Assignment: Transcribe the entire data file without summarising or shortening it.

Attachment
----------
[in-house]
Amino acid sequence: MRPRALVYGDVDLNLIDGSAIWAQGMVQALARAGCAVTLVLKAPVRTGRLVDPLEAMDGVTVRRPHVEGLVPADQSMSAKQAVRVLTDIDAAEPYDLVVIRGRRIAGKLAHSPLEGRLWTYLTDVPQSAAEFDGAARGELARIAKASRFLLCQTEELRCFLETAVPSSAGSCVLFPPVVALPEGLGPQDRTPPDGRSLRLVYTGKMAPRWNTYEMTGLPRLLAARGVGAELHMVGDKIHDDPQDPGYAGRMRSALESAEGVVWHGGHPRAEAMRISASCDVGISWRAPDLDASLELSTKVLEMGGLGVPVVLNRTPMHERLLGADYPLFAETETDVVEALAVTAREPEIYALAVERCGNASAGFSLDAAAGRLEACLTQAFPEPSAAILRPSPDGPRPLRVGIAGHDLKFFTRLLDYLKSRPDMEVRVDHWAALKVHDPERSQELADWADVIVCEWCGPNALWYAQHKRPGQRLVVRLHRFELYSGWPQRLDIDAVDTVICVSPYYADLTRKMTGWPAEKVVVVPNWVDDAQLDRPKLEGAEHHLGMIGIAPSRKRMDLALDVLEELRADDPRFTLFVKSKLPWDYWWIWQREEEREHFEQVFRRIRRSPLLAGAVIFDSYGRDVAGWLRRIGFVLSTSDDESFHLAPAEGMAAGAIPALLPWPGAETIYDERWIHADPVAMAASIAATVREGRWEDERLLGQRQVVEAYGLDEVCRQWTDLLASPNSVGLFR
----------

[in-house]
Amino acid sequence: MRPRALVYGDVDLNLIDGSAIWAQGMVQALARAGCAVTLVLKAPVRTGRLVDPLEAMDGVTVRRPHVEGLVPADQSMSAKQAVRVLTDIDAAEPYDLVVIRGRRIAGKLAHSPLEGRLWTYLTDVPQSAAEFDGAARGELARIAKASRFLLCQTEELRCFLETAVPSSAGSCVLFPPVVALPEGLGPQDRTPPDGRSLRLVYTGKMAPRWNTYEMTGLPRLLAARGVGAELHMVGDKIHDDPQDPGYAGRMRSALESAEGVVWHGGHPRAEAMRISASCDVGISWRAPDLDASLELSTKVLEMGGLGVPVVLNRTPMHERLLGADYPLFAETETDVVEALAVTAREPEIYALAVERCGNASAGFSLDAAAGRLEACLTQAFPEPSAAILRPSPDGPRPLRVGIAGHDLKFFTRLLDYLKSRPDMEVRVDHWAALKVHDPERSQELADWADVIVCEWCGPNALWYAQHKRPGQRLVVRLHRFELYSGWPQRLDIDAVDTVICVSPYYADLTRKMTGWPAEKVVVVPNWVDDAQLDRPKLEGAEHHLGMIGIAPSRKRMDLALDVLEELRADDPRFTLFVKSKLPWDYWWIWQREEEREHFEQVFRRIRRSPLLAGAVIFDSYGRDVAGWLRRIGFVLSTSDDESFHLAPAEGMAAGAIPALLPWPGAETIYDERWIHADPVAMAASIAATVREGRWEDERLLGQRQVVEAYGLDEVCRQWTDLLASPNSVGLFR